With Gavin Buehler
I have previously shared some tips to get the most out of your glute stretches, so this month I’m going to go over some tips for stretching the hip flexors.
“Tight hip flexors,” are a common theme these days as we spend more and more time in positions where they are in a shortened state such as sitting and driving. While stretching them is a commonly prescribed remedy, they more often than not also need some stimulation as well.
This first video will explain how to get the most from the half-kneeling hip flexor stretch, and the second video adds the stimulation portion.
As always, these videos are for educational purposes only. Please consult a health professional before attempting new exercises or protocols, as the following suggestions may or may not be appropriate for you.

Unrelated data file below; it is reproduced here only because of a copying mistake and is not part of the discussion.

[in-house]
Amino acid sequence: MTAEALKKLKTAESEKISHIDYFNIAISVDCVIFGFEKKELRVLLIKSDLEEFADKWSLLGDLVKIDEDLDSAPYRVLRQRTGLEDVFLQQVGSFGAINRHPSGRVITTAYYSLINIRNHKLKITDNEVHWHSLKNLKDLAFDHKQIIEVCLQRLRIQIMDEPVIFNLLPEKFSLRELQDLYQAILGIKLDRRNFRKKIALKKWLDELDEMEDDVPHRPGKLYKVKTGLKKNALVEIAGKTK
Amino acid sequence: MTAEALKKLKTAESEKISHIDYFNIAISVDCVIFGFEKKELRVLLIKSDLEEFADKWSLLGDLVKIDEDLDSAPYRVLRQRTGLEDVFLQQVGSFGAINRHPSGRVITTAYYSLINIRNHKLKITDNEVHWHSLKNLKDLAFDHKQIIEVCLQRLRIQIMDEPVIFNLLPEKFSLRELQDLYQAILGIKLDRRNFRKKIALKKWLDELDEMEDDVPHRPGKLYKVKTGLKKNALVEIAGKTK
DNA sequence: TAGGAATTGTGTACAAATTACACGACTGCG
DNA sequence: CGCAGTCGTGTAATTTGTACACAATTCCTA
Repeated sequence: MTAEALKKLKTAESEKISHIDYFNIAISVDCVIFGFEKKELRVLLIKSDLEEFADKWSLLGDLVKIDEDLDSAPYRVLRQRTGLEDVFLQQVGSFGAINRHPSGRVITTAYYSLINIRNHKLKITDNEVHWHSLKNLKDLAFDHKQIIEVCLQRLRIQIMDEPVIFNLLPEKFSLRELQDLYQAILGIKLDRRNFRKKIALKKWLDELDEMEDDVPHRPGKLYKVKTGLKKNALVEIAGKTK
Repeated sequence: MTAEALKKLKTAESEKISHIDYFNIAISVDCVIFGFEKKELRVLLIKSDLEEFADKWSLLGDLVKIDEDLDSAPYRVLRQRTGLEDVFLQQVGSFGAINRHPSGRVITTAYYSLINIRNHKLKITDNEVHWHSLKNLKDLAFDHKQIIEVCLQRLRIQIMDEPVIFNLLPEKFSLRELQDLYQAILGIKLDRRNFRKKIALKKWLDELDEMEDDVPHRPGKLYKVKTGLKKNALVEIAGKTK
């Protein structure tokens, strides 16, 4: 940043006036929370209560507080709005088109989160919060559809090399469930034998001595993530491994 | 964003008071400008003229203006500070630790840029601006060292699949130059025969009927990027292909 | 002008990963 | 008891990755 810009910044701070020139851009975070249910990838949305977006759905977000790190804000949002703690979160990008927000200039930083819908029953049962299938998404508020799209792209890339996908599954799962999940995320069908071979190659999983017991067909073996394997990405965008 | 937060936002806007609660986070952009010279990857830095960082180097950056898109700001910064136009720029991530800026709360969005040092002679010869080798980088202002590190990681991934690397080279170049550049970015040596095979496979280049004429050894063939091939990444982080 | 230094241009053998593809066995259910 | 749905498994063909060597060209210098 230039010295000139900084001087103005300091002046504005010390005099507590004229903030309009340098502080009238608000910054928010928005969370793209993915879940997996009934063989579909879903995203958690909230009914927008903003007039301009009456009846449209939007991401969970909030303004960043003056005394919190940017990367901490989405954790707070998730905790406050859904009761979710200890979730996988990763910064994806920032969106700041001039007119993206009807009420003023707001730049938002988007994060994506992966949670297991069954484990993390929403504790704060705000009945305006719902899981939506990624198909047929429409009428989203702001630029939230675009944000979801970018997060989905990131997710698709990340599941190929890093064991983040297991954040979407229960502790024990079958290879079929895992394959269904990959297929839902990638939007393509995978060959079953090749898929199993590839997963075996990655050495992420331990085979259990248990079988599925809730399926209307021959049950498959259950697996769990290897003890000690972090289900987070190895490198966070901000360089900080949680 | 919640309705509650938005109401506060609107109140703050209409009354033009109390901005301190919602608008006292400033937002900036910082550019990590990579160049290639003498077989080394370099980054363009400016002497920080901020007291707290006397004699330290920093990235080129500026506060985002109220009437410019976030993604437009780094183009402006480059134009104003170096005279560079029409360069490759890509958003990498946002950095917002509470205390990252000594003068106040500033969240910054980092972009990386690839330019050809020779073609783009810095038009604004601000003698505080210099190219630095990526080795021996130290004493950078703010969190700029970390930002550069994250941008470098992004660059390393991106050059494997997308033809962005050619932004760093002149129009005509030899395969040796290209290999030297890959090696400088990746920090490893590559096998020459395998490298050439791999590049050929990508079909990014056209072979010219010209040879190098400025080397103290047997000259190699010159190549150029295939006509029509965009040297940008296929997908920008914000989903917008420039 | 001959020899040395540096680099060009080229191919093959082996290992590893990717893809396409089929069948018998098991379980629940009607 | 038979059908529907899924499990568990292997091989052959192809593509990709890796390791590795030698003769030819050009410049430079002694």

I hope you find this information helpful. Any feedback or comments are welcome through email@example.com. If you have a topic you would like discussed, let us know!
Here’s how to get more out of your hip flexor stretching. We’re going to use a PNF (proprioceptive neuromuscular facilitation) technique, also known as MET (muscle energy technique).
Some benefits of using this over a passive stretch are:
• Getting a deeper stretch
• Building a neuromuscular connection
• Creating mobility, not just flexibility
• Longer lasting effect
How does this work? By using a submaximal contraction of the same muscle we are stretching followed by the stretch itself, we can take advantage of a response called autogenic inhibition. Without getting into the fancy terminology, this basically creates a relaxion response that allows us to sink a little deeper into the stretch. By contracting the muscle in the lengthened position we’re creating neural pathways that let the brain and body know we can use this muscle in this lengthened state. Knowing we can use the muscle begins to create a new range of motion that you can build control with. Control of your flexibility is mobility. This gives you a longer lasting effect. As always share with someone who you think might benefit from this! Thank you!